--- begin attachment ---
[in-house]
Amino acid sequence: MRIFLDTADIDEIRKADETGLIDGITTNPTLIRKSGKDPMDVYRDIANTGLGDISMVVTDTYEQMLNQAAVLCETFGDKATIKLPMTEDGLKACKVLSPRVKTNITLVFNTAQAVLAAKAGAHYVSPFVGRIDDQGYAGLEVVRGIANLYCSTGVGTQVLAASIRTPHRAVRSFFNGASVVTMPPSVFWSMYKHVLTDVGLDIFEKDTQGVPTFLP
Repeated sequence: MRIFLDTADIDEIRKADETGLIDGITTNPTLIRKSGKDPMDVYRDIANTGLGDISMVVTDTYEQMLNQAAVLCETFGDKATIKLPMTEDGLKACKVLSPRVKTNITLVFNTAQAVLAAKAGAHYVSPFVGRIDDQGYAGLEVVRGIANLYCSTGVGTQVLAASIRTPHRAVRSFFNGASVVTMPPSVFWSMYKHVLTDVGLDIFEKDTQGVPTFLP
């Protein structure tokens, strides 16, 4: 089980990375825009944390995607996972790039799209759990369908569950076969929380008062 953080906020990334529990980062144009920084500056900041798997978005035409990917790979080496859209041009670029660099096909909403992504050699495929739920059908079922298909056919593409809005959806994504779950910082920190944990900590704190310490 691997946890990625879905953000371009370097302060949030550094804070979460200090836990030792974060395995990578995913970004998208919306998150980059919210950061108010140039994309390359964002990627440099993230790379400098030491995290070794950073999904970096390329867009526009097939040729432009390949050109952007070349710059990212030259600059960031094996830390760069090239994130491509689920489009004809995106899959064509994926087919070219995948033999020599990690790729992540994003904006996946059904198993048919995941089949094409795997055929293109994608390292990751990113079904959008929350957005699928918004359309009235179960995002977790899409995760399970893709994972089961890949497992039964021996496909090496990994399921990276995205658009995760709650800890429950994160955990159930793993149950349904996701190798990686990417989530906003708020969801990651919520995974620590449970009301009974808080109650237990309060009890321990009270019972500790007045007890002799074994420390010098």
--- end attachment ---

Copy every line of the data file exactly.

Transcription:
[in-house]
Amino acid sequence: MRIFLDTADIDEIRKADETGLIDGITTNPTLIRKSGKDPMDVYRDIANTGLGDISMVVTDTYEQMLNQAAVLCETFGDKATIKLPMTEDGLKACKVLSPRVKTNITLVFNTAQAVLAAKAGAHYVSPFVGRIDDQGYAGLEVVRGIANLYCSTGVGTQVLAASIRTPHRAVRSFFNGASVVTMPPSVFWSMYKHVLTDVGLDIFEKDTQGVPTFLP
Repeated sequence: MRIFLDTADIDEIRKADETGLIDGITTNPTLIRKSGKDPMDVYRDIANTGLGDISMVVTDTYEQMLNQAAVLCETFGDKATIKLPMTEDGLKACKVLSPRVKTNITLVFNTAQAVLAAKAGAHYVSPFVGRIDDQGYAGLEVVRGIANLYCSTGVGTQVLAASIRTPHRAVRSFFNGASVVTMPPSVFWSMYKHVLTDVGLDIFEKDTQGVPTFLP
């Protein structure tokens, strides 16, 4: 089980990375825009944390995607996972790039799209759990369908569950076969929380008062 953080906020990334529990980062144009920084500056900041798997978005035409990917790979080496859209041009670029660099096909909403992504050699495929739920059908079922298909056919593409809005959806994504779950910082920190944990900590704190310490 691997946890990625879905953000371009370097302060949030550094804070979460200090836990030792974060395995990578995913970004998208919306998150980059919210950061108010140039994309390359964002990627440099993230790379400098030491995290070794950073999904970096390329867009526009097939040729432009390949050109952007070349710059990212030259600059960031094996830390760069090239994130491509689920489009004809995106899959064509994926087919070219995948033999020599990690790729992540994003904006996946059904198993048919995941089949094409795997055929293109994608390292990751990113079904959008929350957005699928918004359309009235179960995002977790899409995760399970893709994972089961890949497992039964021996496909090496990994399921990276995205658009995760709650800890429950994160955990159930793993149950349904996701190798990686990417989530906003708020969801990651919520995974620590449970009301009974808080109650237990309060009890321990009270019972500790007045007890002799074994420390010098």